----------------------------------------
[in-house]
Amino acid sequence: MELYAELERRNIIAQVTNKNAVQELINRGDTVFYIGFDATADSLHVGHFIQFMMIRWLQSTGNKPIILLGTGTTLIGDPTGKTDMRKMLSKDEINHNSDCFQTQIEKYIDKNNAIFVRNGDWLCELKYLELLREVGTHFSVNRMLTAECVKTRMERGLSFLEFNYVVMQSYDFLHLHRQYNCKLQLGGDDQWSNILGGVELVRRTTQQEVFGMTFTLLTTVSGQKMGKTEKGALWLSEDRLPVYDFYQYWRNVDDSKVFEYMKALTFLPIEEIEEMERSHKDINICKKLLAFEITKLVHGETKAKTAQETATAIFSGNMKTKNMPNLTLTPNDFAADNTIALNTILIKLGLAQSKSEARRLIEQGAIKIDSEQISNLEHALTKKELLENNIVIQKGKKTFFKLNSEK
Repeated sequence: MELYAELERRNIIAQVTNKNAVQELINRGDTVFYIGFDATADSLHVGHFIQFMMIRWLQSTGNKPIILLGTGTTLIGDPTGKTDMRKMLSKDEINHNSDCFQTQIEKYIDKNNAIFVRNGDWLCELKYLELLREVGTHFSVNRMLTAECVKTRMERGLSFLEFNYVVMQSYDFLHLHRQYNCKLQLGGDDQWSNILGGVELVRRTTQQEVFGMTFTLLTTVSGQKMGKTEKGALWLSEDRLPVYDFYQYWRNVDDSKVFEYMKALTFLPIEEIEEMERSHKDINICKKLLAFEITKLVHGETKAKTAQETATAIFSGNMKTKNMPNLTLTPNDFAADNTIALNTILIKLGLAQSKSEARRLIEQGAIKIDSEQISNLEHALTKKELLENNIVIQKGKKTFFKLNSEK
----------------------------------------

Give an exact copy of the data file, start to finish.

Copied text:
[in-house]
Amino acid sequence: MELYAELERRNIIAQVTNKNAVQELINRGDTVFYIGFDATADSLHVGHFIQFMMIRWLQSTGNKPIILLGTGTTLIGDPTGKTDMRKMLSKDEINHNSDCFQTQIEKYIDKNNAIFVRNGDWLCELKYLELLREVGTHFSVNRMLTAECVKTRMERGLSFLEFNYVVMQSYDFLHLHRQYNCKLQLGGDDQWSNILGGVELVRRTTQQEVFGMTFTLLTTVSGQKMGKTEKGALWLSEDRLPVYDFYQYWRNVDDSKVFEYMKALTFLPIEEIEEMERSHKDINICKKLLAFEITKLVHGETKAKTAQETATAIFSGNMKTKNMPNLTLTPNDFAADNTIALNTILIKLGLAQSKSEARRLIEQGAIKIDSEQISNLEHALTKKELLENNIVIQKGKKTFFKLNSEK
Repeated sequence: MELYAELERRNIIAQVTNKNAVQELINRGDTVFYIGFDATADSLHVGHFIQFMMIRWLQSTGNKPIILLGTGTTLIGDPTGKTDMRKMLSKDEINHNSDCFQTQIEKYIDKNNAIFVRNGDWLCELKYLELLREVGTHFSVNRMLTAECVKTRMERGLSFLEFNYVVMQSYDFLHLHRQYNCKLQLGGDDQWSNILGGVELVRRTTQQEVFGMTFTLLTTVSGQKMGKTEKGALWLSEDRLPVYDFYQYWRNVDDSKVFEYMKALTFLPIEEIEEMERSHKDINICKKLLAFEITKLVHGETKAKTAQETATAIFSGNMKTKNMPNLTLTPNDFAADNTIALNTILIKLGLAQSKSEARRLIEQGAIKIDSEQISNLEHALTKKELLENNIVIQKGKKTFFKLNSEK